Learning to live independently at Logan Youth Foyer
- 18 March 2021 3:43PM
Having just turned 18, Willow moved into the Logan Youth Foyer a month ago.
“Being so young, it’s great that I can start my life with the support provided here,” she says.
The Logan Youth Foyer provides accommodation for young people aged 16 to 25 who need a safe and stable environment to live in and who are committed to engaging in education, training or work.
Willow says, “I’m currently studying for a Certificate 3 in Retail because it’s an equivalent to grade 12 certificate.”
“Once I’ve finished my Certificate, I’d prefer to work rather than continue studying but I’d be happy to do any type of work.”
Logan Youth Foyer staff provide emotional, social and advocacy support and work with the young people to develop their resilience and encourage their personal growth.
“It’s reassuring to know that if you get stuck there’s always someone here who will help you,” says Willow.
Logan Youth Foyer Coordinator, Rachael says, “It’s a community here. One of the goals when young people come here is to establish social connection. Staff look to provide opportunities for this to young people during their stay.”
Although Willow admits to being shy and spending a lot of time in her room, she says that the place offers a nice environment.
“The Logan Youth Foyer looks good. With the plants and the design of the building, it feels like you’re somewhere else,” she says.
Willow’s looking to hone her skills in cooking and learn how to maintain a home while living at the Logan Youth Foyer.
“I still need to learn how to call for maintenance and I’m just cooking easy things in the oven at the moment,” she says.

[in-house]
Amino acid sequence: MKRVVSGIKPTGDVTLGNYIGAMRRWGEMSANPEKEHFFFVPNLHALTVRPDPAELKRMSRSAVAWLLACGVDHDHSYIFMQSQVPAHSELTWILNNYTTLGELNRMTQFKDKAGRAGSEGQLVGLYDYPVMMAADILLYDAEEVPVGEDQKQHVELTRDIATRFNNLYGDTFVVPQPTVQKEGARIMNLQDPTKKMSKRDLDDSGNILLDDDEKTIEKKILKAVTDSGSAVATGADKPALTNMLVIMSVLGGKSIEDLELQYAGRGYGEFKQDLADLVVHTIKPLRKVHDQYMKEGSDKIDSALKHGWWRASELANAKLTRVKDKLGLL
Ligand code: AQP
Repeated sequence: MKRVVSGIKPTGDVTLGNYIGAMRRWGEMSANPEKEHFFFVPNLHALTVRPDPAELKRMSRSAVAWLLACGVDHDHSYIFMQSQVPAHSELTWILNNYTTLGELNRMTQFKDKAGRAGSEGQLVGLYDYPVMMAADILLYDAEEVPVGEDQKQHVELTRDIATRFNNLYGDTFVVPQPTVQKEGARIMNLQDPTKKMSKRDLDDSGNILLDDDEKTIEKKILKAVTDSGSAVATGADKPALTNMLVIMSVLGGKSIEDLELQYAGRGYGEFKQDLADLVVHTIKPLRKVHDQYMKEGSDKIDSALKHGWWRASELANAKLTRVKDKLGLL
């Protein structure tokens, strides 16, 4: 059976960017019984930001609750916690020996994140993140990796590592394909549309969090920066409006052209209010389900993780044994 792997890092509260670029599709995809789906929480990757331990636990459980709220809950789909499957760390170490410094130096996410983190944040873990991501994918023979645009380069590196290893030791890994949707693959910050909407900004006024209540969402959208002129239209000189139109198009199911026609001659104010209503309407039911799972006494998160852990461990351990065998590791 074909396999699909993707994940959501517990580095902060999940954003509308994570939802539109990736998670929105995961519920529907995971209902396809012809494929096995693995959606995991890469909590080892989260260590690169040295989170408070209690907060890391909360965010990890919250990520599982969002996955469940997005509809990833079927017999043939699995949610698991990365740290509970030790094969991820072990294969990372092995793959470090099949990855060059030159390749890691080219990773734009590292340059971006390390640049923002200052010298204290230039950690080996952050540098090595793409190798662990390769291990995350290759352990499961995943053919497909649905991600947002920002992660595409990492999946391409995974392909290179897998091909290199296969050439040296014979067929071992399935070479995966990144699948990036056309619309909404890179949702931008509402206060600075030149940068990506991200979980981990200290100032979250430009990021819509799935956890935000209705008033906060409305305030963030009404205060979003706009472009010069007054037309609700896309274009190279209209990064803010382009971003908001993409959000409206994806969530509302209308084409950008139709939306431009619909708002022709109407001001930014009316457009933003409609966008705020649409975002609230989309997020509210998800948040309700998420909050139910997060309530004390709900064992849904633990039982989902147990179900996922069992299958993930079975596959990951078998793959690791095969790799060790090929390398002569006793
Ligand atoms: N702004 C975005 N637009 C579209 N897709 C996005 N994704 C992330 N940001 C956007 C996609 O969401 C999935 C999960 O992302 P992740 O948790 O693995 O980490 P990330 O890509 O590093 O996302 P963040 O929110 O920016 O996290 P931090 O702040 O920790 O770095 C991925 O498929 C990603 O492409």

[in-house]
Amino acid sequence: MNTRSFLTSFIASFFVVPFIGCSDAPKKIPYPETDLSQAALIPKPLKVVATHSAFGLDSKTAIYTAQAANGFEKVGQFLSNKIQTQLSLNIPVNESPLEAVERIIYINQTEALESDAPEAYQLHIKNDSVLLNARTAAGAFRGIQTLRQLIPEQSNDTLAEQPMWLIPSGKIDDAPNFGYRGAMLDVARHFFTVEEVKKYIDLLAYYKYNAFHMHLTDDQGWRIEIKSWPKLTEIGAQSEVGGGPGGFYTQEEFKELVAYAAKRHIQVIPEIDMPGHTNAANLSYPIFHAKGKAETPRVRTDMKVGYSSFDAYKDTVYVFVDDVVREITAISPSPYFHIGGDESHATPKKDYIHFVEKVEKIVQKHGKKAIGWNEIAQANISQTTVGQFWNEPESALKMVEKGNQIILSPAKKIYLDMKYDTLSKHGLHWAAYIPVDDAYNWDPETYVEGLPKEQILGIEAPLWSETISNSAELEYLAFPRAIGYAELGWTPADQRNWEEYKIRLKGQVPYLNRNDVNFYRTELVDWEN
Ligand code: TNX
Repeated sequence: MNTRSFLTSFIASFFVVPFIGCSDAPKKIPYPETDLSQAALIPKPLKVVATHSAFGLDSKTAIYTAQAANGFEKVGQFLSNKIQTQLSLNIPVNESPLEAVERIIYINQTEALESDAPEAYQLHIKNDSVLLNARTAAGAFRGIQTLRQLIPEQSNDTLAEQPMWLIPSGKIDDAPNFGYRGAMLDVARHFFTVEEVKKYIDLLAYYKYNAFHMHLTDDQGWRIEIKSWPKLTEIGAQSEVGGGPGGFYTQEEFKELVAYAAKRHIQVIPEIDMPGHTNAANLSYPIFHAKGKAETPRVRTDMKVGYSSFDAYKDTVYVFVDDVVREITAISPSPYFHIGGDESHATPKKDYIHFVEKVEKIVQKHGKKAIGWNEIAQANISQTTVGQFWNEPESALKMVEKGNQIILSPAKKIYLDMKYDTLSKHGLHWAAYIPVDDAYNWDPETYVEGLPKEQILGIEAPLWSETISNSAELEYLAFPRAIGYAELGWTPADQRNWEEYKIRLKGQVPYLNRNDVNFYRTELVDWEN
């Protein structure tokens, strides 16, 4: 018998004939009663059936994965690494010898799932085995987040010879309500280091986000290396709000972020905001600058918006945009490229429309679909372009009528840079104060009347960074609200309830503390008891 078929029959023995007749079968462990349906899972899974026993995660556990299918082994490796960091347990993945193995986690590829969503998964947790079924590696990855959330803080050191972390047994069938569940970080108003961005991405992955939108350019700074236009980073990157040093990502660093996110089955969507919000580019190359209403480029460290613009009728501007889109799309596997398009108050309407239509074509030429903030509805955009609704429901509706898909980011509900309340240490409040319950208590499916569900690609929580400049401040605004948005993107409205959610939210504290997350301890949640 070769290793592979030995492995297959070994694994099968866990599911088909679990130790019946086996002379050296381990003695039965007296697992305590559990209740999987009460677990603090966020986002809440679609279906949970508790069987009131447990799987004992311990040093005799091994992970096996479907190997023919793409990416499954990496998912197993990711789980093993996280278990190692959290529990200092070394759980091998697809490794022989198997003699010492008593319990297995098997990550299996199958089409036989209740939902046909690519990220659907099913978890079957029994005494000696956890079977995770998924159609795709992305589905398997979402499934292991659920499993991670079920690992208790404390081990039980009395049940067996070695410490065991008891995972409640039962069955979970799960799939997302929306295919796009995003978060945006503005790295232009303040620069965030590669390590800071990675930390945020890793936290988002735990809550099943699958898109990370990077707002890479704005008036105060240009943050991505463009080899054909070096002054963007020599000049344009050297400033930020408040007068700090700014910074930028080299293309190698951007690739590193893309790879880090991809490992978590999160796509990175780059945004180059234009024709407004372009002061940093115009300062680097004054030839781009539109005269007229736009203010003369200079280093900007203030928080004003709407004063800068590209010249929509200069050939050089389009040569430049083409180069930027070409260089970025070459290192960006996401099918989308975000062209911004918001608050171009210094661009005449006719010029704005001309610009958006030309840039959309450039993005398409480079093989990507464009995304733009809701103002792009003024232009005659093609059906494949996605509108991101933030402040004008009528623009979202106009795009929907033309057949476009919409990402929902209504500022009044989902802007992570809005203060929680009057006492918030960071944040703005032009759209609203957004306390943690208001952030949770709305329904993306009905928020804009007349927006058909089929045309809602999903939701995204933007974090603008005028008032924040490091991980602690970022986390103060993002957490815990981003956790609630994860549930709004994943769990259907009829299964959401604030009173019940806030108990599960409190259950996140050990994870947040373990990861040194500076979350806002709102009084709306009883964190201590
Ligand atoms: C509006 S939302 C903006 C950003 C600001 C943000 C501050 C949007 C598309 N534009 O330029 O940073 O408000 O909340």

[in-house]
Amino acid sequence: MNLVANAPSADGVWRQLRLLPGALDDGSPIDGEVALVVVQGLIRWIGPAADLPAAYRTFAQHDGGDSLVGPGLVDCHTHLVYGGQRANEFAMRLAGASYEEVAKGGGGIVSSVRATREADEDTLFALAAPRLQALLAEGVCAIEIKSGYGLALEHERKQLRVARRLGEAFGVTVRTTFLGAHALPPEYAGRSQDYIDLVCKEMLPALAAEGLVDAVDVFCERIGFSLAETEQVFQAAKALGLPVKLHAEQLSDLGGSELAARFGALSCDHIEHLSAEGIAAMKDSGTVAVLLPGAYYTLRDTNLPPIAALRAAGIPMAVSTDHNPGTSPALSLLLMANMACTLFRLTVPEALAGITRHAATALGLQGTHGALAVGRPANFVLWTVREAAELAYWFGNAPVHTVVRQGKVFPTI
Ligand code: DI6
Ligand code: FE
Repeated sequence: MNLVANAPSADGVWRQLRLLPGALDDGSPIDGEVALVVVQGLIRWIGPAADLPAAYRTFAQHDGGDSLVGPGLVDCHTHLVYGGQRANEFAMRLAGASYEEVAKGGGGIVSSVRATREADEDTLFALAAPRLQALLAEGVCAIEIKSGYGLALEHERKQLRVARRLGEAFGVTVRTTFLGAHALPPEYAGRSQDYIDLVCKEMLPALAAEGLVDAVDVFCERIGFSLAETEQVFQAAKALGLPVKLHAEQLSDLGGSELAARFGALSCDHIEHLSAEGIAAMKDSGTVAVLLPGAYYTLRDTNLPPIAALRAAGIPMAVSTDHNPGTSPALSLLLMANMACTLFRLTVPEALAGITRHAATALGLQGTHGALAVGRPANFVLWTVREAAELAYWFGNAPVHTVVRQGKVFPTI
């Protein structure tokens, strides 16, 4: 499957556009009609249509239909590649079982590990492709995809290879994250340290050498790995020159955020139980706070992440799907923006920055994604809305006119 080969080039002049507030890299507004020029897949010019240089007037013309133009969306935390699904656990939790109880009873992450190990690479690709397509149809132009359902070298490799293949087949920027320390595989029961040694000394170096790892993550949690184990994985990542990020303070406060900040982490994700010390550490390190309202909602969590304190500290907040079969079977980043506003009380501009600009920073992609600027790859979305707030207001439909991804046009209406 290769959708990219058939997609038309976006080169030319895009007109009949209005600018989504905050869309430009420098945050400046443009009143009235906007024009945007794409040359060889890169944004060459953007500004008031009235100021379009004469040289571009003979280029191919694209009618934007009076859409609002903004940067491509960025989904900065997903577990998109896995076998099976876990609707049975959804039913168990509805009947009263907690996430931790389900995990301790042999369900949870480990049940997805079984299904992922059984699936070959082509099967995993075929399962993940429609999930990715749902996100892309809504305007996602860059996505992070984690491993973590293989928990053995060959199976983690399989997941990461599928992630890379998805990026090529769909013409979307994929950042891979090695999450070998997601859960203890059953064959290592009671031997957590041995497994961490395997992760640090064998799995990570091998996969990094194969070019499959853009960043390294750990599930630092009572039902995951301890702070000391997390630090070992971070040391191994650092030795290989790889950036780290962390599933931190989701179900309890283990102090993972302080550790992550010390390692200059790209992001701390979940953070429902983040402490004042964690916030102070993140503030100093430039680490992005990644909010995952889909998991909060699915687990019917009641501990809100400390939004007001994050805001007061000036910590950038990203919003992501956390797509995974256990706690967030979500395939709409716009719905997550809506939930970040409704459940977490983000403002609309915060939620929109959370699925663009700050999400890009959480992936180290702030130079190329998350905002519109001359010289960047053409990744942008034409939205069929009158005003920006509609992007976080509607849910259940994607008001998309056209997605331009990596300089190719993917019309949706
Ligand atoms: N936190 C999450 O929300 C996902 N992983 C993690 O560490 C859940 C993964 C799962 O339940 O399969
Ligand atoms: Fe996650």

Rachael says that the Logan Youth Foyer caters to a range of young people from those right at the beginning, to those ready to move on.
“At the Logan Youth Foyer, we have young people at the start of the journey like Willow, who will learn skills like how to cook, clean, budget, save, maintain a home and a tenancy while they are staying here. They will build confidence in these skills and then when they are ready, they will find their own place to live like other young people before them,” she says.
In the short-term, Willow’s looking forward to taking up driving lessons to provide her with a bit more freedom.
“Ian, my youth worker has helped me get some driving lessons because I don’t want to be 25 years old without a licence. Any opportunity there is, I’m taking up a driving lesson,” she says.
Willow’s youth worker, Ian says, “Not having your license is a barrier to getting work so if we can help the young people get their licence, we can help to open up opportunities for them.”